Miles of railway tracks, towering stadiums, sleek airport terminals and tons of snow stored from last winter are part of the gargantuan effort to ready the Russian city of Sochi and its environs for the millions of visitors expected for the 2014 Winter Olympics.
At the same time, Rabbi Ari Edelkopf of the Sochi Jewish community says that Chabad in Russia has been preparing to serve the thousands of Jewish and non-Jewish visitors who will soon converge upon the coastal city at the southwestern tip of Russia.
The 2014 Winter Olympics will take place from Feb. 7 to Feb. 23.
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Ever since Sochi was selected back in 2007 to host the games, Rabbi Berel Lazar, the chief rabbi of Russia and chairman of the Rabbinical Alliance of the Former Soviet Union, has been working closely with government officials and event organizers to ensure that Chabad’s programs and offerings are seamlessly incorporated into visitors’ experiences.
Two Temporary Centers Near the Games
In addition to the three-story Jewish Community Center located in the city center, Edelkopf says there will be two temporary Chabad Houses strategically placed throughout the region.
One will be at the Krasnaya Polyana Marriot, centrally located in the heart of the ski resort 60 kilometers from central Sochi, which will serve as the site of the snow events.
The other temporary Chabad House will be located just outside the Olympic Park, on the coast of the Black Sea. It will be within walking distance of the Olympic Village and the indoor competitions, such as skating and curling, as well as the international broadcasting center.
The facilities have fully functioning synagogues for prayers, Torah lectures, Jewish information centers and, of course, kosher food and Shabbat celebrations.
“These will be places where visitors will instantly feel at home,” says Edelkopf. “We will have fully functioning synagogues for prayers, Torah lectures, Jewish information centers and, of course, kosher food and Shabbat celebrations.”
Islands of Spiritual Calm
With visitors coming from all corners of the globe (there will be athletes representing more than 90 nations at the event), the centers will be staffed by a dozen rabbinic interns, selected for their leadership experience and ability to operate under stress, as well as for their command of multiple languages.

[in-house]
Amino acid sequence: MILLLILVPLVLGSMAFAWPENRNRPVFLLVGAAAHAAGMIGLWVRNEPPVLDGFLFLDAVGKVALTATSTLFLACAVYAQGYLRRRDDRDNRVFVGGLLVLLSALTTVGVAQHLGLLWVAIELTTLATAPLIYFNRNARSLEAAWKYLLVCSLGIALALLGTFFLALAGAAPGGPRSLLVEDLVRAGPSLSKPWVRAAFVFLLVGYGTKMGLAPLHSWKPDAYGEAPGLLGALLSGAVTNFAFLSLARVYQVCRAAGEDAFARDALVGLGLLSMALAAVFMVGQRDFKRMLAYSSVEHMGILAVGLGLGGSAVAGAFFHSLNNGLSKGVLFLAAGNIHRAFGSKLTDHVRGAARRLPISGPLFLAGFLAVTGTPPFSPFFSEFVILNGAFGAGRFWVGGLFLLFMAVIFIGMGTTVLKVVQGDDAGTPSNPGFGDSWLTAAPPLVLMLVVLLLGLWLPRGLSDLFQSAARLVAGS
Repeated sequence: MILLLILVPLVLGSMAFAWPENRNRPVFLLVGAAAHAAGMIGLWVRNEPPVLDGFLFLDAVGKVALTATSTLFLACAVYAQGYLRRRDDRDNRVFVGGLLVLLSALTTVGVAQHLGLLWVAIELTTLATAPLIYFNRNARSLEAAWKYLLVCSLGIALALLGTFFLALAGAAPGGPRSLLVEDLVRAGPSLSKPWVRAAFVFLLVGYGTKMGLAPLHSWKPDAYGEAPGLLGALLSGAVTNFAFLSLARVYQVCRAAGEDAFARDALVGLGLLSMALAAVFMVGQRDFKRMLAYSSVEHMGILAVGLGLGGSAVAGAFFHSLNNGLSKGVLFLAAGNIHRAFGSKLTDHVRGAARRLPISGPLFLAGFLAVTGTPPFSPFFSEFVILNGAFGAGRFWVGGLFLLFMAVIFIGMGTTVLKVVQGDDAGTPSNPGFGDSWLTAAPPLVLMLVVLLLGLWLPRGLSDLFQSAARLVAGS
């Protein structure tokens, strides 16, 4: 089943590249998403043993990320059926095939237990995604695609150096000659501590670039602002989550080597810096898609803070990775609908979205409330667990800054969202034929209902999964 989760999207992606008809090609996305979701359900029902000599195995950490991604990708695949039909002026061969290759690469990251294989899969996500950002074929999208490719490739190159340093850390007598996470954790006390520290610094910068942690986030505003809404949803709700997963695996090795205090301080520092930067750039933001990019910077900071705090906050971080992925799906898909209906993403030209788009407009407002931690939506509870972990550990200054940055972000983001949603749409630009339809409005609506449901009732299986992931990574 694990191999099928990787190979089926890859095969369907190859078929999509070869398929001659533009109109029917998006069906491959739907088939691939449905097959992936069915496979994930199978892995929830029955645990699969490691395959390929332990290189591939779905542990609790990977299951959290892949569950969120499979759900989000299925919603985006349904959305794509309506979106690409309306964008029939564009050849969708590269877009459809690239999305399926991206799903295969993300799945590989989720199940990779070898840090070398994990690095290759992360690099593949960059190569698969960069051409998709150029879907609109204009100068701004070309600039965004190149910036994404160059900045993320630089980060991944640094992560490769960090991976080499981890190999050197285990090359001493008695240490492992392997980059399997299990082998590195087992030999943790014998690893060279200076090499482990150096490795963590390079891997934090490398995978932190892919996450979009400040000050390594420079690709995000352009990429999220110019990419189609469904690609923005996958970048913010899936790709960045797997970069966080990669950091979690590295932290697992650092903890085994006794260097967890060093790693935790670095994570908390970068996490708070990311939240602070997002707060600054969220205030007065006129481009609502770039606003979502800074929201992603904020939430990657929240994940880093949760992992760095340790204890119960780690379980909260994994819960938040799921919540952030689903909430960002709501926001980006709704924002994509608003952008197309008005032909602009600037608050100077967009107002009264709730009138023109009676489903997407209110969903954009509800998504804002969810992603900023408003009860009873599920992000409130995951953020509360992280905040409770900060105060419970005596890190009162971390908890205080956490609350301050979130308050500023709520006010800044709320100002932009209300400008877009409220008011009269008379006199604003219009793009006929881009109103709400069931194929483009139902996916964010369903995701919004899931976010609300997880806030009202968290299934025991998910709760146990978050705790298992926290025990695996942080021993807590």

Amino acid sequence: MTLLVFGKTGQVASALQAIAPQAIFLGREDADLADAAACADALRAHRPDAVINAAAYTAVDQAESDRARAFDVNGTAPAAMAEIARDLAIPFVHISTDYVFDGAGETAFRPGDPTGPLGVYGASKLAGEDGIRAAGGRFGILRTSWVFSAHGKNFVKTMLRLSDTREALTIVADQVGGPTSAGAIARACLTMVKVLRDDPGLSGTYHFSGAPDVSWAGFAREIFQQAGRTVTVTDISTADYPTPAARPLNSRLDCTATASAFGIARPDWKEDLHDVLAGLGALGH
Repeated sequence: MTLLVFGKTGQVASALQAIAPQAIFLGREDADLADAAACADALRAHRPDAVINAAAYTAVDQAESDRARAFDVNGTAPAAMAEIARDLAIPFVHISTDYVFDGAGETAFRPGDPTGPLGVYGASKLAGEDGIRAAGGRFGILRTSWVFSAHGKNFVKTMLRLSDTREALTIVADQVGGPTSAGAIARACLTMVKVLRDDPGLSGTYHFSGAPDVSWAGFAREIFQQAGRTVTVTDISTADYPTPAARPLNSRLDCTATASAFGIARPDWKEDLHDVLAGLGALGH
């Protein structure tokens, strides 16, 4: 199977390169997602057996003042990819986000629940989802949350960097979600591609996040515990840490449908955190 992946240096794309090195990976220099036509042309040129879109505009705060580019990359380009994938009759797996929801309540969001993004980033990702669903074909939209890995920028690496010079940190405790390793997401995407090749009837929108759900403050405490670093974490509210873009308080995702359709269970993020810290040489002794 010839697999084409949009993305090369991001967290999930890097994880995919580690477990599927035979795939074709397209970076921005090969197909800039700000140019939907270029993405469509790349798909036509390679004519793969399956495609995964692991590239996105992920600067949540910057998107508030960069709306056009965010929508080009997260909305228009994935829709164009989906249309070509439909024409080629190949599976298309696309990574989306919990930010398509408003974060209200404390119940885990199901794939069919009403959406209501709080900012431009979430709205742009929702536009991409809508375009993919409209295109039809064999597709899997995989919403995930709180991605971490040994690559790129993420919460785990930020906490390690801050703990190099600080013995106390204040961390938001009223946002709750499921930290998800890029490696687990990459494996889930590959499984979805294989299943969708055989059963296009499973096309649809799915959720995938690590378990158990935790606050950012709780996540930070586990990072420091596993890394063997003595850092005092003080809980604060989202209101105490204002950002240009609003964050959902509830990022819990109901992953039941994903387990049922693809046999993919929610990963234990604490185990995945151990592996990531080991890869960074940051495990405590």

The centers will also be fully stocked with kosher supplies, Shabbat candles, Jewish literature in different languages, prayerbooks—and anything else that a Jewish athlete, media representative or visitor may want or need.
Edelkopf envisions the Chabad centers as islands of spiritual calm amid the fast-paced atmosphere of the Olympics.
Sochi's Jewish community is ready to welcome visitors from the world over. Here the community gathered recently at the dedication of a new Torah scroll.
“These will be a place of spiritual nourishment and support for anyone wishing to take a step back and get in touch with their inner selves,” he stresses. “Every person, regardless of place of origin or nationality, will be warmly embraced and welcomed.”
The rabbi estimates that his staff will prepare and serve as many as 7,000 kosher meals over the course of the two-week event. Much of the kosher food will be prepared under rabbinic supervision in the kitchens of the Ayvazovsky and Marriott hotels, which will be koshered for this purpose.
To help visitors familiarize themselves with Chabad’s offerings, a website has been created called Jewishsochi.com—replete with tourist information, service schedules, local contacts and even forms for folks to order kosher takeout or reserve food for Shabbat meals.
“People will be coming here to compete with or watch world-class athletes and enjoy themselves,” says Edelkopf. “Our goal is to make sure that their spiritual and religious needs are not only met, but actually expanded.”
Chabad will host a reception for the Israeli delegation, for Jewish sportsmen from around the world and for local community members on Thursday, Feb. 6, the day before the official opening ceremony.
For many of these ardent fans, who have been attending the games for decades, an especially poignant moment comes with the reciting of prayers in memory of the 11 members of the Israeli Olympic team, plus one German police officer, who were murdered during the 1972 Summer Olympics in Munich, West Germany.